I was woken up on Sunday morning by a phone call, which ranks just below someone shouting “fire” in terms of God awful ways to be jolted awake on your day off. It was my neighbor, a friendly guy with a gruff disposition and an equally gruff name: Grizzly. Such is life in the woods of Georgia.
Grizzly, a Vietnam era Air Force veteran who once spent a few years in prison after getting caught transporting the most 80’s of all drugs, Quaaludes, comes off like the scary biker and ex-con you might expect. He keeps to himself, building hot rods in his makeshift garage (that he proudly built himself) and working during the week as a welder. For a guy in his mid-60s, he’s a formidable fellow; a lifetime of hard work, harder partying, and never seeing the value in excuses has weathered him into the sort of man I get along well with; and it isn’t uncommon for the mustachioed, tattoo-covered old guy to lumber his way up the street, and down my steep driveway, to deliver homemade fried rice and the like to my pregnant wife, usually accompanying it with a candy bar or pack of cookies “for the baby.” In his mind, that’s just the sort of thing neighbors do.
I’d argue that he’s done me more favors since I’ve moved in than I may have in return, though he’s never asked me for one himself, so when his trademark voice, which sounds like gravel being fed through a wood chipper, asked if I could come up and give him a hand with a tree that was coming down, I got right to it.
We spent the next few hours trying to find the right combination of pulling the tree with his truck and my weak little Honda with chains and cutting the tree in the right places to avoid it falling through his car port or the power lines leading to his house. It was hard, exhausting work, which we punctuated by cutting the tree into pieces that we promptly split between our houses and a third neighbor that we knew could use the firewood. By 3 p.m., I was headed back into my house to (hopefully) get to watch some football and maybe get some work done – when I checked my phone.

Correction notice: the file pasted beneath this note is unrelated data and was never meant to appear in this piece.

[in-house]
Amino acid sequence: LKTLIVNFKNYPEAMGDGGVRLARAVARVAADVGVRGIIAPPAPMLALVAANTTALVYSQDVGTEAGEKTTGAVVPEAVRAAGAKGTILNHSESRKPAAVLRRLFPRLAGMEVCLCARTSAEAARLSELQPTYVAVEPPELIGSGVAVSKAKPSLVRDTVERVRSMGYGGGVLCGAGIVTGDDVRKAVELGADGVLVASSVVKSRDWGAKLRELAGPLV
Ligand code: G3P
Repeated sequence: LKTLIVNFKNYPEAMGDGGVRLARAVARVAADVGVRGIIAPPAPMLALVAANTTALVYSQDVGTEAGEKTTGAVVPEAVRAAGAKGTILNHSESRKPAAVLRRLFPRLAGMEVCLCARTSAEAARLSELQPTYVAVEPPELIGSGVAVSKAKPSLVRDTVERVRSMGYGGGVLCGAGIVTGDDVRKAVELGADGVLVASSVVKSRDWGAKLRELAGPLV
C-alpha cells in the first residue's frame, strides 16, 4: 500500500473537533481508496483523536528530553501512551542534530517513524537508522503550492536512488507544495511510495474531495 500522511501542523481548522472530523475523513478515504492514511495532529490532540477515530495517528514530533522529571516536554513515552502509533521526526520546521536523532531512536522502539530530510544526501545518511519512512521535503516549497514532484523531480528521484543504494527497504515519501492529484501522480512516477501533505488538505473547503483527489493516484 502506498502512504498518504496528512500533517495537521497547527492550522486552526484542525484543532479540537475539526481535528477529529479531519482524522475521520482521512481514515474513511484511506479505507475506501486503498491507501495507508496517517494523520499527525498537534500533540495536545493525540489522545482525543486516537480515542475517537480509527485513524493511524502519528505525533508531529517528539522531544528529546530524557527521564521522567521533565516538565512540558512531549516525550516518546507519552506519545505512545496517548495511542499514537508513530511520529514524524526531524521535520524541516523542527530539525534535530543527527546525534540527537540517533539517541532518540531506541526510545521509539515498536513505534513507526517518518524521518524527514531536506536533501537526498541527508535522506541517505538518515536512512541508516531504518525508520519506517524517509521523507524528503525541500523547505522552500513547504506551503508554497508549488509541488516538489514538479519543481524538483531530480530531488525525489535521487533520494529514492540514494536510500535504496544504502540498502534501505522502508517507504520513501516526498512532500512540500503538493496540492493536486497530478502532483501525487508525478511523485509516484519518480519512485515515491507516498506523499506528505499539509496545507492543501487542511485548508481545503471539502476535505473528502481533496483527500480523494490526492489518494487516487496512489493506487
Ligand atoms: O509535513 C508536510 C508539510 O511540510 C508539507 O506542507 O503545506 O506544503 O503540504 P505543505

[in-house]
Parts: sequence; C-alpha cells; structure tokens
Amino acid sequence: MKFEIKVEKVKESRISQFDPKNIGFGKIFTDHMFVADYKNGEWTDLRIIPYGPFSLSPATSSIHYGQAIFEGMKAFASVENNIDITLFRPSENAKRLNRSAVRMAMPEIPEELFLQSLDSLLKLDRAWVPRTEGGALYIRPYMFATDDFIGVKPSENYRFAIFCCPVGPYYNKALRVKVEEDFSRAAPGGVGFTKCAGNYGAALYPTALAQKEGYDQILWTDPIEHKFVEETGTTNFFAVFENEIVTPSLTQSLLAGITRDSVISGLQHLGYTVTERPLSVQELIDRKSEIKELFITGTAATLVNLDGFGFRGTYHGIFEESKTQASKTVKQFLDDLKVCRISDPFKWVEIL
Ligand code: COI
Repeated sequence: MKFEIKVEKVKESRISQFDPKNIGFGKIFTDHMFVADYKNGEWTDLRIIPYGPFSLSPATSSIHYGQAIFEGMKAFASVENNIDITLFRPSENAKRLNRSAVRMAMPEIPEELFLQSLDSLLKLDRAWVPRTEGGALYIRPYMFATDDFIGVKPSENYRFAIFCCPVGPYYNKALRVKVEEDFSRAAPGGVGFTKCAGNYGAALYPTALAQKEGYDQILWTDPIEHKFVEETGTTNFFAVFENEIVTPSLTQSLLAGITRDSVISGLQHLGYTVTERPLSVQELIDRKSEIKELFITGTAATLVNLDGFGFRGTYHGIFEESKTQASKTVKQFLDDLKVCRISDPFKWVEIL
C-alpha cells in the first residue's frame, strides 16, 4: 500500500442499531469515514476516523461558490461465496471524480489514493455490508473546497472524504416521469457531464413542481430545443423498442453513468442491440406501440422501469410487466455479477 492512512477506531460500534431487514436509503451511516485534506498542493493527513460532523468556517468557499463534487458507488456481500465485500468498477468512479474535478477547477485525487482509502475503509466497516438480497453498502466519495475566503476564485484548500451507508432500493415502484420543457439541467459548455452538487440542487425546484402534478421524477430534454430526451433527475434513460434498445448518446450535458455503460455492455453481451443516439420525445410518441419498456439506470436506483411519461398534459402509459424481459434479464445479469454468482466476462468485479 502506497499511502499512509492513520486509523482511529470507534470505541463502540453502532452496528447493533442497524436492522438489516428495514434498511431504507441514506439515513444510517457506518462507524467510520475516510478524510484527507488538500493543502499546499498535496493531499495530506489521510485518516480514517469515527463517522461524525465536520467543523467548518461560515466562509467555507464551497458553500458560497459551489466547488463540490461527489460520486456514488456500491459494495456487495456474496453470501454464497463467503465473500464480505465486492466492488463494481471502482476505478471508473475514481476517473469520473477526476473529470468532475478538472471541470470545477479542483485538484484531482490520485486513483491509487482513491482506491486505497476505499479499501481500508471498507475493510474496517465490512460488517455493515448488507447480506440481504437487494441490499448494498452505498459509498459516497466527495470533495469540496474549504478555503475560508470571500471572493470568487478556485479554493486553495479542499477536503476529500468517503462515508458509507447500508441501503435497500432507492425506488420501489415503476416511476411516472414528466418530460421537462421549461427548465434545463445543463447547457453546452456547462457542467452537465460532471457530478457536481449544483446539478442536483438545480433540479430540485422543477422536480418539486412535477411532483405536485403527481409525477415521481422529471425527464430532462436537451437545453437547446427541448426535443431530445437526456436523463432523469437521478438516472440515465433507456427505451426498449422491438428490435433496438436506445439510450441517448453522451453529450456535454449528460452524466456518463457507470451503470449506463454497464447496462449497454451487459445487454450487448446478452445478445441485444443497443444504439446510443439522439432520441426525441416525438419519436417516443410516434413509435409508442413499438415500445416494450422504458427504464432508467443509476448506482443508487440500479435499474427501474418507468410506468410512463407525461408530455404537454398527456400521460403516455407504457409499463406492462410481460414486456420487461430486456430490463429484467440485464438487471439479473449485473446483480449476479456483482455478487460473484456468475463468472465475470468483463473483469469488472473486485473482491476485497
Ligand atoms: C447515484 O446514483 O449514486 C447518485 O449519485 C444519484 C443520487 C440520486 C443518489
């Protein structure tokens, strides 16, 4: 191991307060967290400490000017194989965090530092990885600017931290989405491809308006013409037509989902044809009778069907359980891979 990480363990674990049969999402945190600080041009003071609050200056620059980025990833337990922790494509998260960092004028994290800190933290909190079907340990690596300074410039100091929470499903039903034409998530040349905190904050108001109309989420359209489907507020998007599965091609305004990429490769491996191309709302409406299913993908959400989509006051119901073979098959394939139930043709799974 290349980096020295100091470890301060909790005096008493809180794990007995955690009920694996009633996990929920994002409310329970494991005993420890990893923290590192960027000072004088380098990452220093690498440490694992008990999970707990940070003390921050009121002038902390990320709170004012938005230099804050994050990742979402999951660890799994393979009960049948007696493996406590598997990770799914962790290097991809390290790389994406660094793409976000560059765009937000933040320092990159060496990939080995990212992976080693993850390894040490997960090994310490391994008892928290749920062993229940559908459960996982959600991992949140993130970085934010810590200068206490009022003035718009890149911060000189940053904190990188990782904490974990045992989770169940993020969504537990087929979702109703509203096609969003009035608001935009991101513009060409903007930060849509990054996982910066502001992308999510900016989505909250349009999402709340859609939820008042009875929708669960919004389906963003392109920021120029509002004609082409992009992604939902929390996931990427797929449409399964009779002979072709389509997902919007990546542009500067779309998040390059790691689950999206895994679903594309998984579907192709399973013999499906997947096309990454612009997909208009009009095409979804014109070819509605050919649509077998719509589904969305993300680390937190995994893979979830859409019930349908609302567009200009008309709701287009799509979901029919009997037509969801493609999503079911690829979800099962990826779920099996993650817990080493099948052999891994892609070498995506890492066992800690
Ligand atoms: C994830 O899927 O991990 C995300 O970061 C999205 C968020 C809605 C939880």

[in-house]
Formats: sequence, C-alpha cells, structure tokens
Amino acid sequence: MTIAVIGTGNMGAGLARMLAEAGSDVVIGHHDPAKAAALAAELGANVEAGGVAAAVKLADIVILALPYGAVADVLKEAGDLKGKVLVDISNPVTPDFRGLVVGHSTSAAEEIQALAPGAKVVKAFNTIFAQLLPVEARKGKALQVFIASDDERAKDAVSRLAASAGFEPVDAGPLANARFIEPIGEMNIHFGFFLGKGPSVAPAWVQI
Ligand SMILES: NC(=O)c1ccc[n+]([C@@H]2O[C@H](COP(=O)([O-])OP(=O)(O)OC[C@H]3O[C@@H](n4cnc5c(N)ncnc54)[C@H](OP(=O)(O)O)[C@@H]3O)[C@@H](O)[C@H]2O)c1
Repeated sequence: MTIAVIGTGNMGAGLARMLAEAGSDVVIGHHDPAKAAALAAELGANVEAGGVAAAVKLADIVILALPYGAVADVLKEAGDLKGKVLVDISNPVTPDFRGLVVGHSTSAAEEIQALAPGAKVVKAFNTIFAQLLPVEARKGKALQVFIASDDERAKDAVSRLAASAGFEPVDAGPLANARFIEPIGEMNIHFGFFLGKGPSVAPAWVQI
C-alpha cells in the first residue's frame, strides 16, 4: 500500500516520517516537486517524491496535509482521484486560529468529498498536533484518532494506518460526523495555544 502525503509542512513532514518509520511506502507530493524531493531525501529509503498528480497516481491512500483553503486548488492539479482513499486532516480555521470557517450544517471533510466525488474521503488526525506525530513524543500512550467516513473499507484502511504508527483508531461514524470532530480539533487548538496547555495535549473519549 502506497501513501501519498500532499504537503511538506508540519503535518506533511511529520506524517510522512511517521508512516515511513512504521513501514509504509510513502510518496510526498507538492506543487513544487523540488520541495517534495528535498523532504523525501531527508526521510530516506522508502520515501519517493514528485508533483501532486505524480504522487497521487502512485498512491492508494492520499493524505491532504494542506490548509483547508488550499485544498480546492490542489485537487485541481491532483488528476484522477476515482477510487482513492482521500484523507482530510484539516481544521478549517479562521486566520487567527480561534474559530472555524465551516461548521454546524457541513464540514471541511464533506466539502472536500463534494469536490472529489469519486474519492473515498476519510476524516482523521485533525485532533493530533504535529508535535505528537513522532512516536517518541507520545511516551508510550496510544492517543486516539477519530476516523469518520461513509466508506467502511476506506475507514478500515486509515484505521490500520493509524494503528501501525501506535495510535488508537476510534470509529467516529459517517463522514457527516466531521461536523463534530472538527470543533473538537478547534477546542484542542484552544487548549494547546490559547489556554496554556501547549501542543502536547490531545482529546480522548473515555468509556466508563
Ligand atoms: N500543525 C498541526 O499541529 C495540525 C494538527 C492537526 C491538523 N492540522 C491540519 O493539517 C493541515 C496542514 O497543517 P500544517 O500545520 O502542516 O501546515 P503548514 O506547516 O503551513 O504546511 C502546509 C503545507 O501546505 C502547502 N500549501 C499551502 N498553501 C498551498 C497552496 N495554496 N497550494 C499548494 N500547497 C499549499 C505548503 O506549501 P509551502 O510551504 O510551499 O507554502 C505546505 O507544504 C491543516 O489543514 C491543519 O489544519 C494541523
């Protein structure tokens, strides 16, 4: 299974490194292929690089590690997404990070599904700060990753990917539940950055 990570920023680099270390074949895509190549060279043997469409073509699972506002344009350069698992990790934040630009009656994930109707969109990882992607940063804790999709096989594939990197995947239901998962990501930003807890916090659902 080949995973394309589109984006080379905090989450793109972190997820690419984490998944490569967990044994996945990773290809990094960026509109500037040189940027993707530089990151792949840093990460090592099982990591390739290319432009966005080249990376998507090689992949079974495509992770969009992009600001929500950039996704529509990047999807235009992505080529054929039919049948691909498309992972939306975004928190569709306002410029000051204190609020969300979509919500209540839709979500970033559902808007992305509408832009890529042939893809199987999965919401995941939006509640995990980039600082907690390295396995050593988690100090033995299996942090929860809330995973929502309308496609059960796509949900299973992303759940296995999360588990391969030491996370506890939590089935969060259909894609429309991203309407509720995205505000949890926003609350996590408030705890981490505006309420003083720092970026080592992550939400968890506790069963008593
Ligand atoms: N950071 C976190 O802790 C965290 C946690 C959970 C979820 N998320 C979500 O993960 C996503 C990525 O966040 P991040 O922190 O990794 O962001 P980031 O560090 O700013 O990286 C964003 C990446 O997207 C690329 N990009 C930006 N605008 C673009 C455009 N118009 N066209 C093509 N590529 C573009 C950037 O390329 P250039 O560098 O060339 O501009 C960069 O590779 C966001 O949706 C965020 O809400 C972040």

Dozens of notifications. Texts, Twitter, Facebook, email – all about the same thing: football players kneeling for the national anthem, President Trump tweeting about it multiple times, and a plethora of people who either wanted me to know how they felt about it, or wanted to know specifically how I did.
Now, I love football. It’s one of the few things my father and I had in common growing up, it taught me how to work through pain, how to take constructive criticism, and helped to make me the villain in every high school movie. I was very much the stereotypical homecoming king, complete with red Mustang convertible (a salvage I loved with all my heart), prom queen girlfriend, and generally shitty attitude toward anyone I didn’t think was “cool.” In my mind, playing football made me important, it gave me value, and that value gave me the right to speak from the elevated position of authority when addressing my fellow students.